Technology can, and should, play a pivotal role in bridging the gap between the burgeoning demand for mental health services and limited supply of quality professionals, says Deepak Gopalakrishna, CEO and founder of mental health and wellness startup Rey.
The VR-empowered mental health company announced Tuesday that it has raised $10 million in new investment, bringing its total series A funding round to $26 million. The round was led by Optum Ventures and Oxford Sciences Innovation and comes three months after the company launched in April.
Though Rey is in its nascent stages, Gopalakrishna has been in the health tech industry for nearly two decades; first as a medical doctor, then as an entrepreneur who launched multiple biotech startups and also as an investor at BCG Digital Ventures.
The supply and demand imbalance of mental health services has caused undue burden on young clinicians coming straight out of college, Gopalakrishna says. “It’s like giving a college senior a full load of back-to-back executive level meetings and asking them to context change and problem solve.”
Spurred by the expansion of online therapy and pandemic-driven desperation for mental health services, $2.6 billion have been poured into the sector since 2016, according to Crunchbase. But while mental health companies have proliferated, mental health care workers are being drawn from a small pool of therapists. There are roughly 34 licensed professionals for every 100,000 Americans, according to American Psychological Association.
“Essentially, you kind of feel like an Uber driver. That’s a horrible clinical clinician experience as well,” Chief Commercial Officer Mike Desjadon tells Forbes.
Compounding that problem is the issue of a client’s trust in the physician’s ability to help a patient. “And that is technology solvable,” Gopalakrishna says.
Rey uses a personalized combination of cognitive behavioral therapy, talk therapy, medication, and clinically validated tech tools such as virtual reality to help its clients achieve mental wellness.
“We want to play a big part in democratizing access to good care, which is right now still elusive for people,” Desjadon says.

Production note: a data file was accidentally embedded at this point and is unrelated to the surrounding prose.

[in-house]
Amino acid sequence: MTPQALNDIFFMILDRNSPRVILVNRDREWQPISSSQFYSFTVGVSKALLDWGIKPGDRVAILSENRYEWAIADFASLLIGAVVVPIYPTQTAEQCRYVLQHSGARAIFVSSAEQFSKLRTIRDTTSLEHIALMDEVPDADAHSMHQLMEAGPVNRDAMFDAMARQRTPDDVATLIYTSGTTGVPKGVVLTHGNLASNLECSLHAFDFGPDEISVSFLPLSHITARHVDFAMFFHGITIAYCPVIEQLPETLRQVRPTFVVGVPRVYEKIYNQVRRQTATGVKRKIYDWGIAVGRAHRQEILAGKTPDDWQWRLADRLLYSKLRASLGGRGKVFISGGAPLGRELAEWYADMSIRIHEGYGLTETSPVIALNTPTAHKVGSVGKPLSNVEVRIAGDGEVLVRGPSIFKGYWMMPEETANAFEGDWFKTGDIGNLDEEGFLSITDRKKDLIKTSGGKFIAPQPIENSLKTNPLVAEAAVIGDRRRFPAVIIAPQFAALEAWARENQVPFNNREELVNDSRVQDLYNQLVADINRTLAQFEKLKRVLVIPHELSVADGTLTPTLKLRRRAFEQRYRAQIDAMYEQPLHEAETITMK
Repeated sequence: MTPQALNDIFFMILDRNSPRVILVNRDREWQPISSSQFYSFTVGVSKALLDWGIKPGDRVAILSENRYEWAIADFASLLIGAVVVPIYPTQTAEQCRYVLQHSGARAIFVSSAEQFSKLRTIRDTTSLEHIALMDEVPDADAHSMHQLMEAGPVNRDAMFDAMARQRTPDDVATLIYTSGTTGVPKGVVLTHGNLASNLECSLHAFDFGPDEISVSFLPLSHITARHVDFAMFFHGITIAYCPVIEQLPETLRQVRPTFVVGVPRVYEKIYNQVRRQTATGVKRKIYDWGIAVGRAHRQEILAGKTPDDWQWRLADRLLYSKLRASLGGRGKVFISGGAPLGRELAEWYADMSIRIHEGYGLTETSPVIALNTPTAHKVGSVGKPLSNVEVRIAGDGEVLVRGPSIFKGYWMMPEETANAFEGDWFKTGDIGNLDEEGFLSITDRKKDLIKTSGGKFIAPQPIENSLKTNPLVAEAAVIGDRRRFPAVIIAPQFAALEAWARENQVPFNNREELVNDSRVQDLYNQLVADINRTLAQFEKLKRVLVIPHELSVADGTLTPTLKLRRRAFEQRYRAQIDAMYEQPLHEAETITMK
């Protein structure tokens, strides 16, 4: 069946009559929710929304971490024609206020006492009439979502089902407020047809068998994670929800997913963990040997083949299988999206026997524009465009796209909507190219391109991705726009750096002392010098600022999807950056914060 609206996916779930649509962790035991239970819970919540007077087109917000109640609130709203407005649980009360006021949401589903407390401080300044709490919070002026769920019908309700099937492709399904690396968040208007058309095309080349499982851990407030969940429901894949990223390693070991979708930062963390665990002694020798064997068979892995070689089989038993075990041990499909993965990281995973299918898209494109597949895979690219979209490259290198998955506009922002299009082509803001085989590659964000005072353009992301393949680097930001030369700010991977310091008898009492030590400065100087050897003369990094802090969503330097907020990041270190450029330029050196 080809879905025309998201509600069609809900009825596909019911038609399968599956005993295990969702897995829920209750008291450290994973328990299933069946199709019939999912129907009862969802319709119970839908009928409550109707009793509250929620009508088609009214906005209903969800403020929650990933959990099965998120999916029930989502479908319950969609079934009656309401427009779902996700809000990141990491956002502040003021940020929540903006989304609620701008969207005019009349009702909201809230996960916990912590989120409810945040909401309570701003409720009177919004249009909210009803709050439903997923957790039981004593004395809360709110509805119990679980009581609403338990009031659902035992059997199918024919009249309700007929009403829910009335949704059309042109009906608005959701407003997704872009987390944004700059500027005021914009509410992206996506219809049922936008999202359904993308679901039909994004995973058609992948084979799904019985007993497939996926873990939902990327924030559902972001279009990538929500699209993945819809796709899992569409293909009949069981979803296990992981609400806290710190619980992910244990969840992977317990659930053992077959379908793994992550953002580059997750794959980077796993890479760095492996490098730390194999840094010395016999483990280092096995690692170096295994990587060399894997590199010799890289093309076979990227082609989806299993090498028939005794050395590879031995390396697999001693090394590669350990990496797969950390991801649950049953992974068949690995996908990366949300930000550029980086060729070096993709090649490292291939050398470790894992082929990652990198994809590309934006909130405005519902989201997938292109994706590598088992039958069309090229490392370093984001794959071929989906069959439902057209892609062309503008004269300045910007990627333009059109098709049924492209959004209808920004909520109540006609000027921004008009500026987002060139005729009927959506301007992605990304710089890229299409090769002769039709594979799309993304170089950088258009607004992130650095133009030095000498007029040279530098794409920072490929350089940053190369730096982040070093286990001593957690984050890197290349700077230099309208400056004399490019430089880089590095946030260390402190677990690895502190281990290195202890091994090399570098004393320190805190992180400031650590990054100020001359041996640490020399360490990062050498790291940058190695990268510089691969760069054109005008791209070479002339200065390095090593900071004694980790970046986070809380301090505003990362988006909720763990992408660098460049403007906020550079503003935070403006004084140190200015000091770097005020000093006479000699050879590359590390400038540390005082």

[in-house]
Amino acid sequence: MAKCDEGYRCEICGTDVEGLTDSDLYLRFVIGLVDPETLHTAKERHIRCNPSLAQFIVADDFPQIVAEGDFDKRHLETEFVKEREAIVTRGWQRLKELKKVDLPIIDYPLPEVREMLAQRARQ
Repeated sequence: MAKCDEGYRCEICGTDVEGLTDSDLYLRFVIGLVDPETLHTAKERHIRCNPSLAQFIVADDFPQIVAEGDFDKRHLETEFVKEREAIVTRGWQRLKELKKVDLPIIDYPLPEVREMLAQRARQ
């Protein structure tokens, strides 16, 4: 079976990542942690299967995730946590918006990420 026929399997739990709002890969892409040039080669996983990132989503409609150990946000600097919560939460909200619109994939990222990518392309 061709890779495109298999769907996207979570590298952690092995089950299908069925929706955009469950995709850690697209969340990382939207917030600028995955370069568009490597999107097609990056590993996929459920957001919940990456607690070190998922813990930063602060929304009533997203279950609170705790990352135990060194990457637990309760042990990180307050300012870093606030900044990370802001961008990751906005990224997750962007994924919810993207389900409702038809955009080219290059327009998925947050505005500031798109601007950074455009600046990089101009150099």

By using digital integrations like virtual reality and augmentation, the company aims to optimize a clinical psychologist’s precious time. The goal is not to replace the therapist but to automate the routine day-to-day aspect of mental healthcare, Gopalakrishna says. Additionally, the company plans to use automation to monitor and manage a patient’s care and track progress.
Another perk of using immersive tools such as VR in mental healthcare is the ability to provide therapy in the right environment. For example, for someone with a fear of heights, the best care can be provided in the simulated setting of the top of a skyscraper through virtual reality rather than conducting a session in a closed room or over a Zoom screen, Gopalakrishna explains.
Gopalakrishna’s motivation to tackle the structural inefficiencies in the mental health system comes from his grandmother’s experience with mental illness and the inadequate, sometimes brutal treatment she received. “All I knew of my grandma was that she was a crazy old lady who slept for like six months of the year and was extremely abusive, and violent, for the other six months of the year,” he says.
“What I didn’t know was that she was the top of a medical school class and was a top notch doctor in 1950s and 1960s India, which is pretty freaking amazing,” he says recalling his grandmother, who was treated using barbaric methods of early electroconvulsive therapy. .
“Medical care has come a long way since then but we’re still overmedicating people, and we still don’t provide people with the right psychological therapies. I just want to change the way we deliver care,” he tells Forbes.
Rey promises its customers access to on-demand personalized mental health care services and cutting-edge technologies. With the new VC funding, the company plans to expand its consumer reach within the U.S. and internationally. Rey’s technology is born out of the academic circles of Oxford. Its parent company, OxfordVR, was founded by Daniel Freeman, a professor at the Oxford University Department of Psychiatry.